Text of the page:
To guard against the possibility that some genes with low P-values scored well due to the presence of rare nonsynonymous polymorphisms in the human sequence used for the alignment, the SNP content of each was examined in dbSNP and by comparison to sequences in dbEST. CDX4 and ZFP37 were also examined by complete exon sequencing in 12 humans. In ZFP37, one high-frequency nonsynonymous polymorphism was found at codon 7 (rs2282076). Use of the ancestral allele at this position had a negligible impact on the empirical test. A nonsynonymous substitution in BNC1 at residue 274 (rs1130108) was determined to be a rare polymorphism. Use of the major allele at this position resulted in loss of significance; results presented here are for the sequence with the major allele.
Comparison with previous predictions of positive selection:
Three genes that have been previously suggested to demonstrate positive selection in humans were also examined: FOXP2 (Enard et al. 2002), ASPM (Evans et al. 2004b), and MCPH1 (Evans et al. 2004a). FOXP2 is significant in the relaxed branch-site test, but not in the strict branch-site test, in accord with the results of Enard et al., whereas neither ASPM nor MCPH1 reached significance in either traditional test of human-specific positive selection. This agrees with the results of several other studies that indicate that both proteins experienced rapid adaptive evolution along both the earlier hominoid and later hominid lineages, preceding the human–chimpanzee split (Evans et al. 2004a,b; Kouprina et al. 2004; Wang and Su 2004). In the empirical tests, only ASPM reached significance.
Among the 175 genes analyzed by phylogenetic sequencing here, 73 overlap with genes analyzed by Clark et al. (2003), using alignments of human, chimpanzee, and mouse only. Fifteen of the overlapping genes were predicted to be positively selected in the Clark et al. study (P ≤ 0.05 using the M2 method). Of these 15, none had nominally significant P-values in the strict branch-site test using the more extensive phylogenetic sequence set described here and one (CDX4) had an empirical P-value <0.05. Several factors may explain the higher number of predictions in the Clark analysis, including a lack of accuracy in reconstruction of the ancestral state in alignments involving only human, chimpanzee, and mouse sequences and differences in the details of the ML methods used. There is a better concordance between M2 P-values and P-values from the relaxed branch-site test, suggesting that improvements in codeml and use of the more stringent test are primarily responsible for fewer predictions of positive selection here (data not shown).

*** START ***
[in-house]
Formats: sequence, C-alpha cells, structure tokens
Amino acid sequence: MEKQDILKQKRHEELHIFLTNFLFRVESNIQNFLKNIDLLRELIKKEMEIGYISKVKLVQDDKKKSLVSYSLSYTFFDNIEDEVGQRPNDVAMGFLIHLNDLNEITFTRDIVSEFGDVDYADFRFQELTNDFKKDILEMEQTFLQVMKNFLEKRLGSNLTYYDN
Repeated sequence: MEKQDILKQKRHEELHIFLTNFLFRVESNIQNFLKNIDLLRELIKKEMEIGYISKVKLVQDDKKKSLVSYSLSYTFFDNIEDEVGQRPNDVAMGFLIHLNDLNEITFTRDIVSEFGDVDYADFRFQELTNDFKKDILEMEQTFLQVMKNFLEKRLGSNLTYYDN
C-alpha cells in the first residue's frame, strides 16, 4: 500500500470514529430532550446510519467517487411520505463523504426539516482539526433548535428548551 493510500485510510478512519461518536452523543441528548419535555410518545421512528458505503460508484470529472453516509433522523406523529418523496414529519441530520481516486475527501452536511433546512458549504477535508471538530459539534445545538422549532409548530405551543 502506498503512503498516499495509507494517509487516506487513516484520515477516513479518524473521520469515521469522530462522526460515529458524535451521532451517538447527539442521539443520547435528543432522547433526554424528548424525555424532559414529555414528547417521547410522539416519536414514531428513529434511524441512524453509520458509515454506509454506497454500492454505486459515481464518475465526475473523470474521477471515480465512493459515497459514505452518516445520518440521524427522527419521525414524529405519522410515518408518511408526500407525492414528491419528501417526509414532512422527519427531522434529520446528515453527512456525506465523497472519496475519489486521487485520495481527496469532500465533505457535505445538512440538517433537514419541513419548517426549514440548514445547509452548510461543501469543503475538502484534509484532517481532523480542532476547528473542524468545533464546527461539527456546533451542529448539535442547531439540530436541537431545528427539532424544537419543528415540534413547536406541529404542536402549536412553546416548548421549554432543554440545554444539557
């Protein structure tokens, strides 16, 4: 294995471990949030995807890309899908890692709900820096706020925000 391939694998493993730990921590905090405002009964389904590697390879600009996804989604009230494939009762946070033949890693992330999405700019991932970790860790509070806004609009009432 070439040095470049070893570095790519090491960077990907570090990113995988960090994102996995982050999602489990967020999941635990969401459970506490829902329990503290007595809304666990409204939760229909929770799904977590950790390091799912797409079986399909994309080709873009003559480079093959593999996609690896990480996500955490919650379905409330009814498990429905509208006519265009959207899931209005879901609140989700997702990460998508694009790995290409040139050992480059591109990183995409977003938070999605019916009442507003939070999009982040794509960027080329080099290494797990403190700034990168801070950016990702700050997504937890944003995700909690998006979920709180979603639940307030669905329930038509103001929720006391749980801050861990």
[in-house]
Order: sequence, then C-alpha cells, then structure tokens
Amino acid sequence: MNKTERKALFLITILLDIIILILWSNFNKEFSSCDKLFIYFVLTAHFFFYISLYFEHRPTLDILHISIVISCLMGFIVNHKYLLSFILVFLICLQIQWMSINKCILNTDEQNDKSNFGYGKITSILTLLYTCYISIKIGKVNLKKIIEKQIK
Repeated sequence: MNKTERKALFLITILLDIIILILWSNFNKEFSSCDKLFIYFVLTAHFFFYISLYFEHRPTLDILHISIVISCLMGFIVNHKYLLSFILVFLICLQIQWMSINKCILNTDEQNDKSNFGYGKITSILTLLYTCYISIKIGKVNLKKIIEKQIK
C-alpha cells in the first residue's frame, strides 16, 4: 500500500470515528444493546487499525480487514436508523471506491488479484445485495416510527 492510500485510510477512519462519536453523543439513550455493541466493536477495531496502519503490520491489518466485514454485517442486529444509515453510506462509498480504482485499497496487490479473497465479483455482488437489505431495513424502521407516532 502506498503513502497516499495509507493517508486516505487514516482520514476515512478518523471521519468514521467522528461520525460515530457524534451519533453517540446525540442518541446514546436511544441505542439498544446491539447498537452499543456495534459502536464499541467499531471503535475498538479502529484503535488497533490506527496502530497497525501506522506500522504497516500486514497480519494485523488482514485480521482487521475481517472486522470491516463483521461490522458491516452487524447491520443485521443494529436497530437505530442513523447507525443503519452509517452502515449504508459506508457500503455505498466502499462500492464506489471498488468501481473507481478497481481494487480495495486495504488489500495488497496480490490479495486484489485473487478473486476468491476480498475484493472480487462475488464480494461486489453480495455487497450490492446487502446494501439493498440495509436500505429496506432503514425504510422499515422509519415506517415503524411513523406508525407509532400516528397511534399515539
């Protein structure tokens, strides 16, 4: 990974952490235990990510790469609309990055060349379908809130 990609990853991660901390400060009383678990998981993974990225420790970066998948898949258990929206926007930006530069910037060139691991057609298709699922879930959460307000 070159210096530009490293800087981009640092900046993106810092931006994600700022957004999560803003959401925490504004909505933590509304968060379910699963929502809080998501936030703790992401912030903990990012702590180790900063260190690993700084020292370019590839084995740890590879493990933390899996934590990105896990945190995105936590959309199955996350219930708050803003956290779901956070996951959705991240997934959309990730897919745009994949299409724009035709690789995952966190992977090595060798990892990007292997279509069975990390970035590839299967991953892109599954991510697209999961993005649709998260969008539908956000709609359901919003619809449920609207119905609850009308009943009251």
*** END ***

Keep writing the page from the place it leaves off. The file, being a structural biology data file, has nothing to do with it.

Inference of positive selection relies on observation of an excess rate of nonsynonymous codon substitutions relative to synonymous substitutions. In closely related species, with few total substitutions, these rates are low and the uncertainty in defining them is high, limiting the ability to confidently predict positive selection. We have shown that the strict branch-site test of codeml is largely unable to detect positive selection when it exists across a broad range of parameters of branch length and dN/dS ratios that are found in human genes in the context of alignments with sequences from several nonhuman primates. The two factors with the largest effect were branch length and magnitude of dN/dS on the human branch. Predictions of selection were most efficient on genes with large dN/dS values and on genes with branch lengths >0.03 (Figure 2 and supplemental Table S5). The 175 transcription factor genes used in this study have a median branch length of 0.007, which is well below the optimum for prediction of positive selection. In fact, a branch length of >0.035 is necessary to predict positive selection in a 400-codon gene 50% of the time, and <1% of human genes match these criteria. The standard likelihood-ratio test (strict branch-site test) used with codeml model A and model A-null therefore lacks the power to detect positive selection given the phylogenetic history of most human genes.
The tests for positive selection used here were designed to detect an alteration in evolutionary rate that is specific to the human lineage. An implicit assumption is that the rate is constant (or less variable) along other branches. The site models M8 and M8a can be used to assess whether there are subsets of codons that are evolving rapidly across the tree (Yang et al. 2000). None of the eight genes with significant predictions of positive selection in the empirical test are significant with the site models. Codeml can also be used with a “free-ratio” model, in which dN/dS is estimated individually on each branch of the tree. This model is very parameter rich and cannot be effectively compared to a suitable null model and so branch-specific rates must be considered approximations. Each branch with dN/dS > 1 in the free-ratio model was tested individually and no branches other than human exhibited a significant LRT in the branch or branch-site tests for the three genes in Table 1.